No offense, but sometimes I think you’re on the verge of bipolar. Actually no, now that I think about it, you’re just an angry bitch. Who I love. And who has given me everything. When I take a step back and look at you, I can’t help but wish that I saw more of myself in you. I like to dream that I actually am a fast paced, independent go-getter who will be eternally admired. I want to be able to know in my sinew that you are seriously a part of me. That without you, who would I be today? With you, who will I be tomorrow? Am I trying to convince myself that I do need you to feel alive? That without the hustle and bustle of things, and the constant dance of dodging random strangers, I would be naked, a person stripped of all she is? It kind of scares me to think that I might ever not be a city person. Because I’ve lived in the city my whole life, how can I not be?

So you know what? Deuces bitch. I’m outta her come Fall.


Dear New York,

So I just wrote a really angry letter to you. And truth is I don’t hate you New York, not in the slightest. I just thought maybe if I could be one of those really raw writers, you know those really urban ones who use the word “fuck” all the time, that I truly would be a New Yorker. A lot of people think I’m a sweet girl. In reality, I swear like a motherfucking sailor. Worse. And I cannot go twenty minutes without (occasionally biting) sarcasm oozing from my words. But now that I have a moment to reflect, I don’t think being a New Yorker is always about being angry and brash. I think a lot of being a New Yorker is about being unafraid to connect with a stranger, because no matter how different we are, we have a common experience. We’re both surviving this crazy bitch of a city, New York.

Early on, Walt Whitman recognized the connection of sharing similar lives within New York. He understood that no matter how much you changed through the generations, New York, we could all feel united just through appreciating your raw electric beauty. Personifying the city in Crossing Brooklyn Ferry, he wrote: "I am with you, you men and women of a generation, or ever so many generations hence; I project myself—also I return—I am with you, and know how it is.”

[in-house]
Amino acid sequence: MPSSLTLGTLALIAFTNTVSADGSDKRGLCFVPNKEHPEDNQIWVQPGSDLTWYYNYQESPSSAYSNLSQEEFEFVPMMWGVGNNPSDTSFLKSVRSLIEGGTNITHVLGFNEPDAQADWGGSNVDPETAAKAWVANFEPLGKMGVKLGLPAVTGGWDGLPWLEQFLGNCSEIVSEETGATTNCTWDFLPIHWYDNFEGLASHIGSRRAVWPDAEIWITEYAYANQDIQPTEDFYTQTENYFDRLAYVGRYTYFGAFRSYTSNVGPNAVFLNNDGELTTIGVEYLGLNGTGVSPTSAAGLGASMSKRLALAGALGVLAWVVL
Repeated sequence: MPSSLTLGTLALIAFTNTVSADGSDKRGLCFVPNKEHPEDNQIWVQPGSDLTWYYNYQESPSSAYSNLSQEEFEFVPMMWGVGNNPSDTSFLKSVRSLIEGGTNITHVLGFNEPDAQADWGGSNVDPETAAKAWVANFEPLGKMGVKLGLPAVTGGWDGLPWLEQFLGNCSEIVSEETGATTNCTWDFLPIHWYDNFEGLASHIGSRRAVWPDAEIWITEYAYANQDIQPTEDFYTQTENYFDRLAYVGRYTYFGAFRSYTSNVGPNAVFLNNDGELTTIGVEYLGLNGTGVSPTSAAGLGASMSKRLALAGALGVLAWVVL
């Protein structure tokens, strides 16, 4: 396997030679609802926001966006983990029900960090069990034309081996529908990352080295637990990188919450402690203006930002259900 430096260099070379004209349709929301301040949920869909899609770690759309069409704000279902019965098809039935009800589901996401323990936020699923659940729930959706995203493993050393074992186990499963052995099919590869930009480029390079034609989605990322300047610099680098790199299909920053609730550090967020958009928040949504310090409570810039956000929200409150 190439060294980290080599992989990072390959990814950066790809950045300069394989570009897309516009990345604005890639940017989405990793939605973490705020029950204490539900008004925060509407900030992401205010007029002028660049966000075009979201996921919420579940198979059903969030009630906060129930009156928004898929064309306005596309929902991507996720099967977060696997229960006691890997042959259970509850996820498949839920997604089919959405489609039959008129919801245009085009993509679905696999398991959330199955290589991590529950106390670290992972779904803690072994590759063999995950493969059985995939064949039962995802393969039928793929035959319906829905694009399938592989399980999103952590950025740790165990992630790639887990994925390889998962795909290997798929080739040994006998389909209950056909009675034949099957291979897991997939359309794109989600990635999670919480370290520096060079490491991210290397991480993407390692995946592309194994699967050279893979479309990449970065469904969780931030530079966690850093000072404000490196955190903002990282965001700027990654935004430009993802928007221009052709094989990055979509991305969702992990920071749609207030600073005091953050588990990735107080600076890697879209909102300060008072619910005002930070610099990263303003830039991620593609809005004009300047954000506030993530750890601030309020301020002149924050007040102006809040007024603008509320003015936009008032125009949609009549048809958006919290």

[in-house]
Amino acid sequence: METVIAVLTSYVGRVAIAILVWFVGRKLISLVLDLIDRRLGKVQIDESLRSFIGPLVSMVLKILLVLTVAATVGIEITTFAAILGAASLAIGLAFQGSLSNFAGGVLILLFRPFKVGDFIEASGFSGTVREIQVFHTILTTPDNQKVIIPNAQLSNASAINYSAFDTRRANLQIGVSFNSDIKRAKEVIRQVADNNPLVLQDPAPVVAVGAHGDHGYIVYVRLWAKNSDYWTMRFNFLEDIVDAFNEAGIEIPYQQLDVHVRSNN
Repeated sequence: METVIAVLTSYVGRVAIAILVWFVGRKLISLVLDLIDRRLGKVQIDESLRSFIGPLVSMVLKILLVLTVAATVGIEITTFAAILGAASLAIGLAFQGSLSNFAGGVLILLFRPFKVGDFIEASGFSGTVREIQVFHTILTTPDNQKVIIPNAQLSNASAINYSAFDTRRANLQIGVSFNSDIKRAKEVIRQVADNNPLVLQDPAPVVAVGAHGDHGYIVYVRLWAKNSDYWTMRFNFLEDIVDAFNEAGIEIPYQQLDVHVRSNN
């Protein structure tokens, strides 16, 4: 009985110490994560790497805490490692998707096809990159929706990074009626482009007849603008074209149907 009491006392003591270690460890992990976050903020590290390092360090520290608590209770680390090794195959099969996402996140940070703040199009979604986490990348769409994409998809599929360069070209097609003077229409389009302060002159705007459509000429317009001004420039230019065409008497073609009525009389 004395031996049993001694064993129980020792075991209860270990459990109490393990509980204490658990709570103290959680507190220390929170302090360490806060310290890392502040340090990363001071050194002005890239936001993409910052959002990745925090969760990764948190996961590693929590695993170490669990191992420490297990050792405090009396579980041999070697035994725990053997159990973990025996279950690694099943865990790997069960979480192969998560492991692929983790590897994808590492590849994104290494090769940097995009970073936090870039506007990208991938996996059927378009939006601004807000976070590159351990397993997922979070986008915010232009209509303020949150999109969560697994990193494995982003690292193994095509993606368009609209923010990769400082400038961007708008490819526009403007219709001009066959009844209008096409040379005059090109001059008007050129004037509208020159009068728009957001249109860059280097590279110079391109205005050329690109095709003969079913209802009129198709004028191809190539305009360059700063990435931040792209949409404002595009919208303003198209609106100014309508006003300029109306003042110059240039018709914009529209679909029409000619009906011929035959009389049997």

New York, you were with me that day. You saw it all. Was it you who worked everything out to the last detail so that this could all occur? I mean, who sent those freshmen to ask me a million and one questions about buying Dance Concert tickets. Then, who made them settle on waiting after all to buy them. Who worked out that I would walk that slowly to the station, and then decide that I would have to sprint to the other end of the platform just to catch my train? These things have a funny way of aligning themselves, you know.

By the time I stepped out onto the outdoor elevated platform, the sun had already retired for the day. At first, I couldn’t quite piece together the situation. The only thing I really saw was two young kids, one boy, one girl. Both of them couldn’t have been older than six. They were slamming their tiny palms on the subway door that had just cruelly shut in their faces. It finally hit me when I saw the pure panic in their eyes; their mom was on that train. These children were lost in Harlem, on a subway platform about a story above a street full of speeding cars. Now that I think about it, how much scarier could New York seem to these two kids? First, an older man walked up, brashly asking what had happened. Clearly, he was not the best person to watch after them. Than another older lady came up, ready to watch over them, but obviously unsympathetic. She didn’t seem to understand why the children were frightened, and told them harshly to stop crying. I couldn’t walk away from these children and leave them with these two.